Many cogent and compelling arguments have been made for better treatment of the Haitian refugees, most based on compassion, human rights, or international law. But another reason, thus far overlooked, is gratitude. The Haitian people have made a far greater contribution to American independence and to democracy and freedom in the western hemisphere than is generally understood.
This country feels a special bond with the French because of Lafayette's role in the Revolutionary War. America's World War I soldiers landed in France with the cry, ''Lafayette, we are here!'' And Americans feel close to the Poles not only because of their present travail but because of Casimir Pulaski and Thaddeus Kosciusko, also Revolutionary War heroes and probably the best known Polish names in the United States.
But who remembers the 800 Haitian volunteers, free men all, who came to this country in 1778 to aid the American struggle against the British and fought valiantly at the Siege of Savannah? Except for the bronze plaque in the Savannah railroad station, now converted into a headquarters for the city's Convention and Visitors Bureau, this gift of blood for freedom has largely gone unnoticed. Incidentally, among those volunteers, 88 of whom died in battle, was Henri Christophe, later ruler of a free Haiti and builder of the Citadel, sometimes referred to as the Eighth Wonder of the World.
It may not be easy to believe that this small poverty-stricken island we know as Haiti was, at the close of the 18th century, the wealthiest of the European colonies in the Western Hemisphere. Such Haitian produce as sugar cane, cotton, indigo, and coffee constituted two-thirds of all of France's overseas commerce, and the typical plantation owner spent half of his year in Paris on both business and pleasure. But this affluence was built on the backs of 500,000 African slaves who were not unaware of the French Revolution of 1789 and in that same year launched what was to become the first successful slave insurrection in modern history.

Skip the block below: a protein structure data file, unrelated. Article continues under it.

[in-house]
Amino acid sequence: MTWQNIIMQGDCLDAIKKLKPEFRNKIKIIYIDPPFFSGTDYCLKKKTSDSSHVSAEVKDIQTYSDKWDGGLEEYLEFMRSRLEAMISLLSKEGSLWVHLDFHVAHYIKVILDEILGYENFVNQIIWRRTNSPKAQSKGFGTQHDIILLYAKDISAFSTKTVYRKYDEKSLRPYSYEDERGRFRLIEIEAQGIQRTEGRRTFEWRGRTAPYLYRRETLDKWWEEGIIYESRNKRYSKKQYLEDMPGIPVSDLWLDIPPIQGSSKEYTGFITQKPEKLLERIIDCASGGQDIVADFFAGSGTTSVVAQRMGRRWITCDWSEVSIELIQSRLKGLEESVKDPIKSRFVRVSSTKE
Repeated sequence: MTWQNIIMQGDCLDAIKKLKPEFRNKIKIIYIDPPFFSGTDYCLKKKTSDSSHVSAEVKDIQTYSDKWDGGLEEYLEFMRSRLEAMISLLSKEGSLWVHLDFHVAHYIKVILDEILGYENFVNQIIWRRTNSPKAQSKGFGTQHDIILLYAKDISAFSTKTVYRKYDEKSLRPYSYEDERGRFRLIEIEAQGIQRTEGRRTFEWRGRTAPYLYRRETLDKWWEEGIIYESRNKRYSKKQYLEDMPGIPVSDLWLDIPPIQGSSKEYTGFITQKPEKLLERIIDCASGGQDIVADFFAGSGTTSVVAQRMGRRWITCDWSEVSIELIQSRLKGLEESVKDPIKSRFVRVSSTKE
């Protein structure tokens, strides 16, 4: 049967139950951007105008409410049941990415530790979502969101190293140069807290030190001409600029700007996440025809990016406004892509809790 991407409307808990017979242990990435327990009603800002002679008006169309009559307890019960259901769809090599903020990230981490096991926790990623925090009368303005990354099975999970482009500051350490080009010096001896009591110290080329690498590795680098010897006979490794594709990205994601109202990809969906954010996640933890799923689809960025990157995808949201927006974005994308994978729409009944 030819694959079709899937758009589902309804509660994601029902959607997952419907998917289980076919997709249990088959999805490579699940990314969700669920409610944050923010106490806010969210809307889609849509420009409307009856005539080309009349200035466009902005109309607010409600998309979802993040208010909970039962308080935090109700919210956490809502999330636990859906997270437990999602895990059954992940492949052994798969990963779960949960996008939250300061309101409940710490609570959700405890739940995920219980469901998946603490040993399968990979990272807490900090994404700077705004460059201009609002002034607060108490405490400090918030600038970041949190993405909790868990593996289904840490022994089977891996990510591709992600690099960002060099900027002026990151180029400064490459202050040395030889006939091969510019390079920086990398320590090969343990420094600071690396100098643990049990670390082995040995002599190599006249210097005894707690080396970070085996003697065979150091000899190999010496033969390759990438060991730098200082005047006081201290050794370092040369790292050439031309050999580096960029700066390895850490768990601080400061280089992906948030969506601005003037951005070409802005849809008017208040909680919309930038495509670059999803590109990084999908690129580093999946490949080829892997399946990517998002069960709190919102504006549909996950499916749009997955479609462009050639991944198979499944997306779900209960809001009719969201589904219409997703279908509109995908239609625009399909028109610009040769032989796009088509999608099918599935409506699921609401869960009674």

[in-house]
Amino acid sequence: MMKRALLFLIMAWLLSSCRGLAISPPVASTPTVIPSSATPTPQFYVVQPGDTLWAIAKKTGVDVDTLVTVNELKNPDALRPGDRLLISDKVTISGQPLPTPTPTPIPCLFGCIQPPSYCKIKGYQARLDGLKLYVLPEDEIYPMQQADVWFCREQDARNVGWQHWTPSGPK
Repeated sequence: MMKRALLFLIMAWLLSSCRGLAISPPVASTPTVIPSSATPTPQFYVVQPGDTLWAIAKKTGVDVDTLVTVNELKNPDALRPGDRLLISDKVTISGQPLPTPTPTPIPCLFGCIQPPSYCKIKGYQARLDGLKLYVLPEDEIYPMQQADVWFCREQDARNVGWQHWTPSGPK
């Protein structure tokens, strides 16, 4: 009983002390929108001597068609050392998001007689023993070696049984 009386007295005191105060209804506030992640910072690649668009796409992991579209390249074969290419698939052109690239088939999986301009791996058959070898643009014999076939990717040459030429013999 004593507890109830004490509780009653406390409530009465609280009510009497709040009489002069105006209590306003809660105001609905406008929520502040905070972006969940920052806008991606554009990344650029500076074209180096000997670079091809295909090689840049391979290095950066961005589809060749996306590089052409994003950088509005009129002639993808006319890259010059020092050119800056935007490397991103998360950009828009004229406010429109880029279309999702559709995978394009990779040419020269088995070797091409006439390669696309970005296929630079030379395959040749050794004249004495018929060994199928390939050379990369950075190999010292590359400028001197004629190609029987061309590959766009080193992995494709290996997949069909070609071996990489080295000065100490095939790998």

This first independent black nation in the West, born in the crucible of slavery, embraced freedom with an evangelical fervor and saw itself as the prototype for other colonized and enslaved peoples.
Among the independence movements it assisted were those of Don Pedro Girard in Mexico, Simon Bolivar in Venezuela, and Jose Marti in Cuba as well as similar struggles in what is now the Dominican Republic, in Jamaica, and even in Greece.
But of most importance to the future of the US was the success of Haitian arms in throwing off the yoke of French colonialism and slavery. Had not Toussaint L'Ouverture, Dessalines, Christophe, Petion, and other Haitian patriots been able to defeat the best troops Napoleon could throw at them France would have gone on to strengthen its other bases in the New World and would never have agreed to the Louisiana Purchase. Napoleon parted reluctantly with the vast western territory and only because of ''the great trouble'' he was facing in Saint-Domingue as Haiti was then known. He called it ''a magnificent bargain -- an empire for a trifle.''
And how has the US repaid this priceless assistance? By some foreign aid, most of which has ended up in the pockets of the ruling class, but also by threats of annexation during the administration of President Grant, by 19 years of occupation by the US Marines during the terms of Wilson, Harding, Coolidge, and Hoover, and now by incarceration on land and interdiction on the high seas under the Reagan administration.
There are now about 3,000 Haitians languishing in federal prisons or held behind barbed wire in American detention centers whose only offense is flight from an oppressive government. They should have been welcomed. They should now be released. The helping hand we extended so generously to 1.6 million Indochinese and Cubans should also be extended to a few thousand Haitians.
Our leaders must come to understand that tyranny is not a monopoly of the left and that refugees who have a well-founded fear of persecution and cannot return without grave harm or loss of life are by definition political refugees. And no less authorities than the International Commission of Jurists and US Federal Judge James Lawrence King of Miami have labeled the current Duvalier regime in Haiti ''the most repressive in the western hemisphere.''
American's traditional attitude toward political refugees has been warm and openhanded. But we seem to have difficulty in assuming that attitude toward the Haitians. A new direction in our relations with the Haitian people and the third world generally is urgently needed, and a greater knowledge of the past may help us achieve it.